Genesis rock brought back from Apollo 15 .
Examination of a moon rock sample from Apollo 17 .
Orange floor , brought by Apollo 17.

The main repository of the Apollo moon rocks is the Lunar Sample Building at the Lyndon B. Johnson Space Center in Houston , Texas . According to NASA, almost 295 kg of the original 382 kg of the samples are still being stored there untouched. For security reasons, a smaller collection is held at Brooks Air Force Base in San Antonio, Texas . Most stones are kept in nitrogen to protect them from moisture. They are only handled indirectly with special tools.

After the last Apollo mission ( Apollo 17 ), small moon rock samples were poured into acrylic glass . Together with the respective national flag, which was brought to the moon and back by the Apollo astronauts, these samples, known as “Goodwill Moon Rock”, were given away to 135 different nations. At least one of these pieces was later stolen, sold and found again. Some small pieces were mounted on pedestals and given away to former astronauts and other deserving people. Other samples were given to selected museums, e.g. These include the National Air and Space Museum , the Kansas Cosmosphere and Space Center , and the Kennedy Space Center Visitor Center . There it is possible to “touch a piece of the moon”, but in reality it is a small piece of moon rock cemented into a pillar in the middle of a vault accessible to visitors.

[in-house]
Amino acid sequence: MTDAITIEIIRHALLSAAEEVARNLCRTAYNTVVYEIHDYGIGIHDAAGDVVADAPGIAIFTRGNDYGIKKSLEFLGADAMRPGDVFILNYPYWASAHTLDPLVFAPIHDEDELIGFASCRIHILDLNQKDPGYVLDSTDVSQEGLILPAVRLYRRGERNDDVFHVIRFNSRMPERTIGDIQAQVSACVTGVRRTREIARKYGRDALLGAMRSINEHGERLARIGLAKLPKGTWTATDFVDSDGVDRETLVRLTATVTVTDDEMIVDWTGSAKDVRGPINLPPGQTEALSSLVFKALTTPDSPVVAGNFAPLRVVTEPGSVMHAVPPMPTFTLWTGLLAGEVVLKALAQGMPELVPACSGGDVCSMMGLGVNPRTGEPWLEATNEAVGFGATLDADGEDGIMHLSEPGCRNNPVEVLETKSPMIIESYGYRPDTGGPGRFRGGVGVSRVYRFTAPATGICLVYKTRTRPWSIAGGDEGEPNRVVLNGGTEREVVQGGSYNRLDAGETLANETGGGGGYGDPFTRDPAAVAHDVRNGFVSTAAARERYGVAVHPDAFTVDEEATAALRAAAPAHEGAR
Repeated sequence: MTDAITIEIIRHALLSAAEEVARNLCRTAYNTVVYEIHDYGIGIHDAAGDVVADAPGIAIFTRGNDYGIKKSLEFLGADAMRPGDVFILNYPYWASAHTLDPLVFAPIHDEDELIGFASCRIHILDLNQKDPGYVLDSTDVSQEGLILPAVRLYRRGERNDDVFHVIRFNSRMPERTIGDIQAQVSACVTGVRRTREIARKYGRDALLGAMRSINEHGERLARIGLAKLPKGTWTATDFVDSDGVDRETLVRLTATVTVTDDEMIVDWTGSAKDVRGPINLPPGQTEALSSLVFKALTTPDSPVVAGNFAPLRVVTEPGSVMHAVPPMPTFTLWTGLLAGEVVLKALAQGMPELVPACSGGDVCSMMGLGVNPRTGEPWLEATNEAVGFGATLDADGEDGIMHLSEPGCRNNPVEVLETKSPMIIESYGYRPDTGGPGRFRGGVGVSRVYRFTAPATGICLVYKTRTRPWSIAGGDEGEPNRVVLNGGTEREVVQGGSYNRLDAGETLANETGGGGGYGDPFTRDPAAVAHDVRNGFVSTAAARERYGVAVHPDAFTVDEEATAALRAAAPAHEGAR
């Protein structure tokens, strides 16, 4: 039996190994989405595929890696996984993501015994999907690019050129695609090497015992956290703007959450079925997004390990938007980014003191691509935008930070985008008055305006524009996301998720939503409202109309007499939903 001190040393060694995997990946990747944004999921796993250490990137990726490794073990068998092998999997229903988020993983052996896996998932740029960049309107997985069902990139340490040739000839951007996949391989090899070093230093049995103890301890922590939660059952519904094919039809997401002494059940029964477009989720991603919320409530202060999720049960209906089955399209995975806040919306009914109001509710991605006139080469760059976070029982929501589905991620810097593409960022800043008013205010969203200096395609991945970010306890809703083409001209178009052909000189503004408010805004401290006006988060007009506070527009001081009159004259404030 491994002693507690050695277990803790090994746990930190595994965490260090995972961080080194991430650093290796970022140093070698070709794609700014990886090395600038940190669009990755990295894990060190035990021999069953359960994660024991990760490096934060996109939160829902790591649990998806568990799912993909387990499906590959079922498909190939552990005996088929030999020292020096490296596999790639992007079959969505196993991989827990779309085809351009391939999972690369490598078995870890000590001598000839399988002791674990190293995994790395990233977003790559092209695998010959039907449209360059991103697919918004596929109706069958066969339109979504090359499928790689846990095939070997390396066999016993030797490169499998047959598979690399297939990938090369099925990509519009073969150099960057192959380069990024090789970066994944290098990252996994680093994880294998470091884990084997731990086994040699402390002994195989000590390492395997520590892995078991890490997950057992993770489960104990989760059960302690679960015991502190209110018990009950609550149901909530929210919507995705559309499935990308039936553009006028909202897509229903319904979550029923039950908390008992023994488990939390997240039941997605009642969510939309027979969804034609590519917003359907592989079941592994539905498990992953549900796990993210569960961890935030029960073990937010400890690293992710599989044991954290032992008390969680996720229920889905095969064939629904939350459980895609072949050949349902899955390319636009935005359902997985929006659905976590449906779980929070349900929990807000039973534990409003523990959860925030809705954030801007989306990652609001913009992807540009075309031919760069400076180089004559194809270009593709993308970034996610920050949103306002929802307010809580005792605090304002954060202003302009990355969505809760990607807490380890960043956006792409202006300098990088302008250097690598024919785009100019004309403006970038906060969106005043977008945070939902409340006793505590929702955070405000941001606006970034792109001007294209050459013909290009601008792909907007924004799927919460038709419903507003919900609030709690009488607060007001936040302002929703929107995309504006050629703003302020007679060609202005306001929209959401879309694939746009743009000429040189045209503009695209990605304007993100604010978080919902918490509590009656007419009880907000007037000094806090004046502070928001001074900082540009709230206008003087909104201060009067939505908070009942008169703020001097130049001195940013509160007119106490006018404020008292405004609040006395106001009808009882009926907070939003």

In Europe, moon rocks were exhibited for the first time in 1970 in the training center of the Neanderhöhe Hochdahl observatory . Today the moon rock is in the House of History in Bonn (282 g, from Apollo 12 ), in the Rieskrater Museum in Nördlingen (163 g, from Apollo 16 ), in the Technik Museum in Speyer (177 g, from Apollo 15 ) and in German Museum exhibited in Munich . In Austria, a piece of moon rock can be seen in the meteorite hall of the Natural History Museum in Vienna . The last two samples are the aforementioned “Goodwill Moon Rocks” from Germany and Austria. Furthermore, a 160 g sample collected by Apollo 15 can be seen in the space exhibition of the UN Office for Space Affairs in Vienna.


With the initial issue date 1 July 2019 which has German Post AG in the series microworlds a postage stamp in the denomination issued by 80 euro cents, showing a piece of moon rock at 30x magnification. The photographic representation comes from the pioneer of microphotography Manfred P. Kage , the design of the postage stamp from the graphic designer Andrea Voß-Acker from Wuppertal.

See also

Individual evidence

  1. ^ The history of the Goodwill moon rock
  2. Apollo Moon Rock Is Returned to Honduras ( Memento from May 13, 2009 in the Internet Archive )
  3. ^ NASA honoring astronauts, others with moon rocks
  4. NASA gives Neil Armstrong a moon rock
  5. ^ First exhibition of moon rocks in Germany
  6. Where can you see real moon rocks in Germany? ( Memento from September 27, 2007 in the Internet Archive )
  7. The United Nations receives moon rocks from the USA
  8. Three galactic stamps from Wuppertal


  • Isidore Adler: The analysis of extraterrestrial materials. Wiley New York 1986 ISBN 0-471-87880-4 .
  • T. Kirsten: Isotope analyzes on moon samples. Natural Sciences, Volume 57, Number 5, May 1970, pp. 205-260 doi: 10.1007 / BF01010257

Web links

Commons : Moonstone  - Collection of images, videos and audio files